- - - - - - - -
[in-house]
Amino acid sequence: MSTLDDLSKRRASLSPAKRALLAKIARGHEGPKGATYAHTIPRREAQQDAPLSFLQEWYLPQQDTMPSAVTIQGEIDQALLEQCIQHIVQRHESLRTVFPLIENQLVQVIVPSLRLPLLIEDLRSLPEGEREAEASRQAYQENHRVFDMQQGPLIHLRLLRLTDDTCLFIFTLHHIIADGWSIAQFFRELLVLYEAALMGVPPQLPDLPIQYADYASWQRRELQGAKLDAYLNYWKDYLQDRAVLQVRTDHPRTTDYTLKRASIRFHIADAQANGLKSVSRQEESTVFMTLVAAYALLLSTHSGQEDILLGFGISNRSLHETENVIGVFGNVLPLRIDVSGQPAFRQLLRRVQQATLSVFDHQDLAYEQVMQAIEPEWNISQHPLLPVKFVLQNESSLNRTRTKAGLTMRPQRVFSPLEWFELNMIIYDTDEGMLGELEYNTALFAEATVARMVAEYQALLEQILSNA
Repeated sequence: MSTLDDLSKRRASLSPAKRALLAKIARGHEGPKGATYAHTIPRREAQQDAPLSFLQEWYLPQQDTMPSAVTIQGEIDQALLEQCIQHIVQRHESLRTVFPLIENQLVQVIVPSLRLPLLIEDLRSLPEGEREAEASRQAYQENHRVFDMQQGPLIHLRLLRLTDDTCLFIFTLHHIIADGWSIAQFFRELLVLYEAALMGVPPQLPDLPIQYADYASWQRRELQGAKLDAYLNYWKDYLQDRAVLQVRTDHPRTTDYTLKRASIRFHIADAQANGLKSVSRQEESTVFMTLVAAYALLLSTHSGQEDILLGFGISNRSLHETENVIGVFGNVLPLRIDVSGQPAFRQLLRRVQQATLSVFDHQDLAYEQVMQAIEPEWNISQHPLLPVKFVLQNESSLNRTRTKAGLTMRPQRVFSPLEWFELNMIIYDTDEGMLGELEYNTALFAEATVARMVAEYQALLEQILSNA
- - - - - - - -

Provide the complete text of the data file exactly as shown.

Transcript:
[in-house]
Amino acid sequence: MSTLDDLSKRRASLSPAKRALLAKIARGHEGPKGATYAHTIPRREAQQDAPLSFLQEWYLPQQDTMPSAVTIQGEIDQALLEQCIQHIVQRHESLRTVFPLIENQLVQVIVPSLRLPLLIEDLRSLPEGEREAEASRQAYQENHRVFDMQQGPLIHLRLLRLTDDTCLFIFTLHHIIADGWSIAQFFRELLVLYEAALMGVPPQLPDLPIQYADYASWQRRELQGAKLDAYLNYWKDYLQDRAVLQVRTDHPRTTDYTLKRASIRFHIADAQANGLKSVSRQEESTVFMTLVAAYALLLSTHSGQEDILLGFGISNRSLHETENVIGVFGNVLPLRIDVSGQPAFRQLLRRVQQATLSVFDHQDLAYEQVMQAIEPEWNISQHPLLPVKFVLQNESSLNRTRTKAGLTMRPQRVFSPLEWFELNMIIYDTDEGMLGELEYNTALFAEATVARMVAEYQALLEQILSNA
Repeated sequence: MSTLDDLSKRRASLSPAKRALLAKIARGHEGPKGATYAHTIPRREAQQDAPLSFLQEWYLPQQDTMPSAVTIQGEIDQALLEQCIQHIVQRHESLRTVFPLIENQLVQVIVPSLRLPLLIEDLRSLPEGEREAEASRQAYQENHRVFDMQQGPLIHLRLLRLTDDTCLFIFTLHHIIADGWSIAQFFRELLVLYEAALMGVPPQLPDLPIQYADYASWQRRELQGAKLDAYLNYWKDYLQDRAVLQVRTDHPRTTDYTLKRASIRFHIADAQANGLKSVSRQEESTVFMTLVAAYALLLSTHSGQEDILLGFGISNRSLHETENVIGVFGNVLPLRIDVSGQPAFRQLLRRVQQATLSVFDHQDLAYEQVMQAIEPEWNISQHPLLPVKFVLQNESSLNRTRTKAGLTMRPQRVFSPLEWFELNMIIYDTDEGMLGELEYNTALFAEATVARMVAEYQALLEQILSNA